|The front view of Lake Breeze House during its heyday of the 1880s|
As he explained, “Prior to 1900, Mr. D. D. Lewis, a superintendent of the Johnson Steel Company had purchased a strip of land one mile east of Lorain city limits. It was called Lake Breeze, and was on the lakefront. It had a hotel, dance hall, barn and three or four cottages. A group of families from Elyria leased the property for a few years consecutively.”
|Rear view of Lake Breeze House|
“Four or five of the men and boys played either mandolins or guitars, so we frequently had concerts or jam sessions. I have never forgotten a parody that I learned on “Down On The Farm” and others as well.
"One night after the ladies had prepared a lunch, some of the single men found the cake and hid it on the roof of one of the cottages.
“Later on, to get even, the women nailed the men’s shoes to the floor of the tent.” The women used the excuse that a storm was coming and they were just making sure that the shoes didn’t blow away.
|The cottages at Lake Breeze House|
“We decorated it with streamers and Japanese lanterns. Guests came from both Elyria and Lorain.”
How did the summer vacationers staying in the cottages get water to bathe? Dr. Donaldson explained their unique solution. "Among the inconveniences was a dearth of water for cleaning purposes. The men planned a system whereby we would not have to carry pails of water from the lake.
“Over some weekends we all helped to make a square crib, which we towed out and filled with large rocks that were rafted to it. A drum was placed on the bank, and spiked in the ground. A cable was put underwater from the drum to the crib. We could then attach a bucket to the cable and by means of a handle on the drum, we could let the bucket down into the lake.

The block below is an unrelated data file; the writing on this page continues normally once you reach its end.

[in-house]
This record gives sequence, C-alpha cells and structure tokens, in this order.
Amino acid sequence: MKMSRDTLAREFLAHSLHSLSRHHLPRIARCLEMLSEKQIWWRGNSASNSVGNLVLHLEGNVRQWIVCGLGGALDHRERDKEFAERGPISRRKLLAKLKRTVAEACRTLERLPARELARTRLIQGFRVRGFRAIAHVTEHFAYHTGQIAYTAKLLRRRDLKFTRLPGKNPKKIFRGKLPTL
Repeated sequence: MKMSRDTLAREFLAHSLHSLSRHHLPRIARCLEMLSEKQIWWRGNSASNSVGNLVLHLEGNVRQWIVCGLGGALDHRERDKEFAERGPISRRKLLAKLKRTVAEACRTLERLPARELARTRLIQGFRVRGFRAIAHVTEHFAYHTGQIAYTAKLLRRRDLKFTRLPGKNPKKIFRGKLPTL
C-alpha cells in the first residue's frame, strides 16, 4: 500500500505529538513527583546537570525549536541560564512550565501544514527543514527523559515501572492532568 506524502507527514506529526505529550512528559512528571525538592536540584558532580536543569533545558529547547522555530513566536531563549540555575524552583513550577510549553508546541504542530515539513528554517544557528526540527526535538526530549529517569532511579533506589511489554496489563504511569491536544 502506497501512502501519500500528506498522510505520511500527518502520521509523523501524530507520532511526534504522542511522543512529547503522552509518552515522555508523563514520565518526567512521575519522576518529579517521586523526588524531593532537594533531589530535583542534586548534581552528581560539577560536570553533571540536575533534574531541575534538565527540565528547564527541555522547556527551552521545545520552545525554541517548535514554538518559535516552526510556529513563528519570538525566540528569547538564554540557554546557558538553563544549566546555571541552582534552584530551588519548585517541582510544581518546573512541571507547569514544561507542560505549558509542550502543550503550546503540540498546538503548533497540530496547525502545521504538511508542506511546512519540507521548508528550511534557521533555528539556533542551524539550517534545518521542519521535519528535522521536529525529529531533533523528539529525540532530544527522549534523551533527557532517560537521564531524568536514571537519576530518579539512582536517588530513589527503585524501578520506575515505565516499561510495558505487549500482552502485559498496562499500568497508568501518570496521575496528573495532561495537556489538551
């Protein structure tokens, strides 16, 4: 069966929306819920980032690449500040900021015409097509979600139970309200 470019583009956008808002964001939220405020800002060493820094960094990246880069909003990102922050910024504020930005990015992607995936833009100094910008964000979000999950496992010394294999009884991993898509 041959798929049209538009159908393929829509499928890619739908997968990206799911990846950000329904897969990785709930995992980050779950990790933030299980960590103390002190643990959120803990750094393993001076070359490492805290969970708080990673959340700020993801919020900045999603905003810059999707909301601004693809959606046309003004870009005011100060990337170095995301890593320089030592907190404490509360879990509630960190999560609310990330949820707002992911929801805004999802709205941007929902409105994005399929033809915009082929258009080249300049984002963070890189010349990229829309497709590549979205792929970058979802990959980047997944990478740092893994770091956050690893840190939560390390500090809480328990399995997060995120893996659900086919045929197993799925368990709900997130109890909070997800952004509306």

“When it filled we could draw it up. There was a standing tank piped to the hotel, but no running water in the cottages. It was all rather crude, but we had a wonderful time.”
The gang sometimes ventured out into the surrounding area for entertainment. As Dr. Donaldson noted, “There were occasional trips to the lakefront at the river’s mouth. Picnics were held at Glenn’s Beach or the island in back of the steel plant, which was reached by launch, and provided swimming and dancing.
“We did not have a fine park on the lakefront except at Randall’s on the east side, which was privately owned and it also had a few cottages.”
If you're interested, you can read an in-depth history of Lake Breeze House courtesy of Dr. Charles E. "Eddie" Herdendorf and the Sheffield Village Historical Society. Click here for a downloadable edition of the Summer/Fall 2013 issue of the Village Pioneer. It's also chock full of fantastic photos and information about the history of Lake Breeze Road that you won't find anywhere else.There's also a good history of Lake Breeze House on Drew Penfield's Lake Shore Rail Maps website, including a history of Sheffield Lake as it relates to the Lake Shore Electric Railway.